I would like to define a function which behaves differently depending on the last keystroke. More specifically I would like that it behaves differently if the last keystroke (before the execution of that function) has been <home>. Like below

(defun foo ()
  (if (the-last-keystroke-is-home)
     (message "yes")
    (message "no")))
  • 3
    Why not re-bind <home> and do your thing there?
    – stsquad
    Jun 3 '15 at 8:58
  • 2
    Is it the key that really matters, or the command? If it's the command, last-command is probably what you want. If it's the key, look at key-chord.el. Jun 3 '15 at 18:13
  • @Gilles for my case, the key matters, thanks for mentioning key-chord. I will look at.
    – Name
    Jun 3 '15 at 18:22

You could take advantage of the recent-keys function. It returns a vector of the last 300 events.


(defun get-last-key ()
  (let ((vect (recent-keys)))
    (aref vect (1- (length vect)))))

And then doing C-x C-e on


You will get

5 (#o5, #x5, ?\C-e)

You will "just" have to compare this to the keystroke you want.

Note that as suggested by @stsquad, when you will call this function, your last keystroke probably won't be <home> (more likely <return>). So depending on what you want to achieve, re-binding <home> might be the way to go.

If you want a "readable" key, use the single-key-description function. To be thorough, you should also use prin1-to-string:

(defun get-last-key ()
  (let* ((vect (recent-keys))
        (key (aref vect (1- (length vect)))))
        (if (or (integerp key) (symbolp key) (listp key))
            (single-key-description key)
            (prin1-to-string key nil)))

(get-last-key); C-xC-e will give the string "C-e"
  • Regardless of the previous keystrokes,doing C-x C-e on (get-last-key) gives only 5. Also the value of (if (equal (get-last-key) "home") is always nil. I think I misunderstand something here.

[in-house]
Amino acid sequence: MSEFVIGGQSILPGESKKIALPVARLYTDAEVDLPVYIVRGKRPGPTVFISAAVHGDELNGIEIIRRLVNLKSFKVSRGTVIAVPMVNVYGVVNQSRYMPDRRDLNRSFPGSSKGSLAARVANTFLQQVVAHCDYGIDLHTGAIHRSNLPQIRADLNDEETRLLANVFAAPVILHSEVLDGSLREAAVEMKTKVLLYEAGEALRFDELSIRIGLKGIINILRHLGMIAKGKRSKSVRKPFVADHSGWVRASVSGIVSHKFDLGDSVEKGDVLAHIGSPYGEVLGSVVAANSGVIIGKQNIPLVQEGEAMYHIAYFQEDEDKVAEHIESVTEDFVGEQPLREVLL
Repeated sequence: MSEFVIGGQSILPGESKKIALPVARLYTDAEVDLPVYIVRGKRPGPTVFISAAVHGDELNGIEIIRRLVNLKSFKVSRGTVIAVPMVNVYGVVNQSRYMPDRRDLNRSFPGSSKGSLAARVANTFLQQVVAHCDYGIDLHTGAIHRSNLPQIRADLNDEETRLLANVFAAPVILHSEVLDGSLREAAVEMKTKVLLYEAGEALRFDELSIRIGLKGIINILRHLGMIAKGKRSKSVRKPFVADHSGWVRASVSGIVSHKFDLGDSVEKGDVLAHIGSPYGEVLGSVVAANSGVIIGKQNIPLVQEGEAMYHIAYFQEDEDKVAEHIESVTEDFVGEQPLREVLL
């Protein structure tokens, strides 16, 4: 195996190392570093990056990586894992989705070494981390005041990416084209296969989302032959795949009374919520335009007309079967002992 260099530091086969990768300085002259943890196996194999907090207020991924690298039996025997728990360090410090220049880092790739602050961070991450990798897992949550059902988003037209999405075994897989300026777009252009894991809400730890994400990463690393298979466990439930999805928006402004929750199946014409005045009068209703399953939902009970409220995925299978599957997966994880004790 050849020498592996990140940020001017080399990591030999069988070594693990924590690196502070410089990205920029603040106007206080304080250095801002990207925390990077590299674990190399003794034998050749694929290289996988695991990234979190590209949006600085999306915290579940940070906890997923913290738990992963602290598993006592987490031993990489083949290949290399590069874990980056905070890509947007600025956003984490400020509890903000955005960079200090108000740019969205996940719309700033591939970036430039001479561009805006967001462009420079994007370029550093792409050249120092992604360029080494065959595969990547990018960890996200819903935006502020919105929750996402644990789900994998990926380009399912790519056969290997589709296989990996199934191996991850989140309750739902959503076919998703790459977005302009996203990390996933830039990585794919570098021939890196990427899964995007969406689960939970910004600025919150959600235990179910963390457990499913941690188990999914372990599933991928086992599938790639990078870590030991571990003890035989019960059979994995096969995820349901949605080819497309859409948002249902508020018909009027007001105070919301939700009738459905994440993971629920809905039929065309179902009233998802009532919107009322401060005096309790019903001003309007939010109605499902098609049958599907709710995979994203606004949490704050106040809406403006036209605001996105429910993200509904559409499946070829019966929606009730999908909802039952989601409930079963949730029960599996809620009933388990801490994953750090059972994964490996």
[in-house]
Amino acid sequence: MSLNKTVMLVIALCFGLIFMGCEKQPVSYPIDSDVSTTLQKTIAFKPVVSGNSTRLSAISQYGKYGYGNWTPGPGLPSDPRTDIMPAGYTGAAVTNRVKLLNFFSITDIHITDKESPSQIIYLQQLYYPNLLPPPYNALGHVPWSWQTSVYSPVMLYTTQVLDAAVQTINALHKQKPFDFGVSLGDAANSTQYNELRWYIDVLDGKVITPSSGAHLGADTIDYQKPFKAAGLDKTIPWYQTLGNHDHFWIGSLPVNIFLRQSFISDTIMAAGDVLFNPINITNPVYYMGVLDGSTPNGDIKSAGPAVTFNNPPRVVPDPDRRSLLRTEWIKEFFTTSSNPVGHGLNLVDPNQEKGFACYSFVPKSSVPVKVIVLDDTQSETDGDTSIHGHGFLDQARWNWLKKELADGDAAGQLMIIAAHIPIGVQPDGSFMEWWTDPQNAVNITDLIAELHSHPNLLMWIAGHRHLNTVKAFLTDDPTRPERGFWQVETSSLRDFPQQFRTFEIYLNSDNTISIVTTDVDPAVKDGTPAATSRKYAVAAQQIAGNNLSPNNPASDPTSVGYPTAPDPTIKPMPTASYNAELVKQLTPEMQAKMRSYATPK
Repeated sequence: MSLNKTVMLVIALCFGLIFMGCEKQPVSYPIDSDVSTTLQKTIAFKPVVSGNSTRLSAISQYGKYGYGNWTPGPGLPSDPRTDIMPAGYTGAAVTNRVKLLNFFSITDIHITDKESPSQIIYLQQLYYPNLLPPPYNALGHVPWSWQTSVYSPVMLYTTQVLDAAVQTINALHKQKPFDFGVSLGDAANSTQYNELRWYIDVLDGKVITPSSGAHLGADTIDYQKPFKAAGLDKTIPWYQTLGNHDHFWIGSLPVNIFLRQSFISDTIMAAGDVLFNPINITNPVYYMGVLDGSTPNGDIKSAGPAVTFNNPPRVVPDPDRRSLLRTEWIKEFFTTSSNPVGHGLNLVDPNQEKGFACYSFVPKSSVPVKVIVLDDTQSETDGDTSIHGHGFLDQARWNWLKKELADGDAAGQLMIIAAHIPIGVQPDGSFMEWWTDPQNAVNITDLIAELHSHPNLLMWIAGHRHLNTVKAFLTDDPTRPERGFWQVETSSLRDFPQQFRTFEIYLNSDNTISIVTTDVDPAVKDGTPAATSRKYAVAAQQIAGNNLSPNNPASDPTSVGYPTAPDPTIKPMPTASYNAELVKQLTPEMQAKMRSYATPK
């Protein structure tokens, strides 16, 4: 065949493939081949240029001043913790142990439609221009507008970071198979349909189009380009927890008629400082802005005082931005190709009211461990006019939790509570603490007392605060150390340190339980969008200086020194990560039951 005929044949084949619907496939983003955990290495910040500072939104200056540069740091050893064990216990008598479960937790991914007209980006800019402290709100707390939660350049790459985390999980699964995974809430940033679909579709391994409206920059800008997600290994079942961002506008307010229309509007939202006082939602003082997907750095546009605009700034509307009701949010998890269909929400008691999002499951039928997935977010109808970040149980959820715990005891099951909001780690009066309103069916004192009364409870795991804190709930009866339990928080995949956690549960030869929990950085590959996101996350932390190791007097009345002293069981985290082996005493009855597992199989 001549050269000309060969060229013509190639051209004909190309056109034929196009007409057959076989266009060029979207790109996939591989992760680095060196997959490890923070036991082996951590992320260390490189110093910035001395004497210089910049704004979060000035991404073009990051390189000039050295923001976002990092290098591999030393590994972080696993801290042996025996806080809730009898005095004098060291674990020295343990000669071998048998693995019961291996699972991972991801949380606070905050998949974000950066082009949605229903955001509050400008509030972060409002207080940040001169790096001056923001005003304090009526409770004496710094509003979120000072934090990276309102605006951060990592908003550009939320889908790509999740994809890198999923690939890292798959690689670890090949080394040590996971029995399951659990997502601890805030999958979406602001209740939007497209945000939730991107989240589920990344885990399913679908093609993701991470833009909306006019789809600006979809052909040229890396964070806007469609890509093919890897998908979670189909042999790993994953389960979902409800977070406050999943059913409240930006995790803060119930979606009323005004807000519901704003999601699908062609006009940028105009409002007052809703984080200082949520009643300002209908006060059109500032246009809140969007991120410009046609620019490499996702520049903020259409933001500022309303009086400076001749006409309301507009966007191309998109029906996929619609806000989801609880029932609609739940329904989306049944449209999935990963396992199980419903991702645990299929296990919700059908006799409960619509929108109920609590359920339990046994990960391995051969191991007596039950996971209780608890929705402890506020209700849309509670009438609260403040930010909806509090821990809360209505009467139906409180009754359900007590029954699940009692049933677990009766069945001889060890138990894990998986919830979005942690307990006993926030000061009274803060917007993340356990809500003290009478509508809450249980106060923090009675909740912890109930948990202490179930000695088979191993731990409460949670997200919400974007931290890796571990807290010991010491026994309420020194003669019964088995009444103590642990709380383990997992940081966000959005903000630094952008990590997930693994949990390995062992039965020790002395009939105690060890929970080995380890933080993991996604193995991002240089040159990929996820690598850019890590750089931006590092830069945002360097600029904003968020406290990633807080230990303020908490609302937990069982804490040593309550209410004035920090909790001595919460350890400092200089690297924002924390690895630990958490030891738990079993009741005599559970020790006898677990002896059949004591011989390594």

– Name
    Jun 3 '15 at 10:15
  • Use single-key-description then. You will have to compare to "<home>" Jun 3 '15 at 10:35
  • 1
    last-command-event might be useful. A few other related functions and variables are : this-command-keys, this-single-command-keys, this-command-keys-vector, this-single-command-raw-keys and possibly current-prefix-arg.
    – YoungFrog
    Jun 3 '15 at 11:37
  • Thanks now if I in my original function I put (defun foo () (interactive) (if (equal get-last-key "<home>") (message "yes") (message "no"))), then if I make <home> then running foo, I expect that the message "yes" to be printed, but it prints "no". I think it is because of the line (aref vect (1- (length vect)) in your code. I seems that it get the last entry of the recent-keys vector, but it should take the entry before the last entry.
    – Name
    Jun 3 '15 at 12:25
  • Depending on the keystroke changing (aref vect (1- (length vect))) to (aref vect (- (length vect) n)) where n is a convenient number can do the job.
    – Name
    Jun 3 '15 at 15:57
(defun foo (keys)
  (interactive "kUse a key sequence: ")
  (let ((ks  (this-single-command-keys)))
    (setq ks  (aref ks (1- (length ks))))
    (if (eq 'home ks) (message "yes") (message "no"))))

Get rid of the argument and the interactive spec, if you intend to use this in a context where a key sequence has already been read and you want to test it.

Wrt other attempts shown here so far: Don't test key descriptions (strings). Test the actual key/event values.

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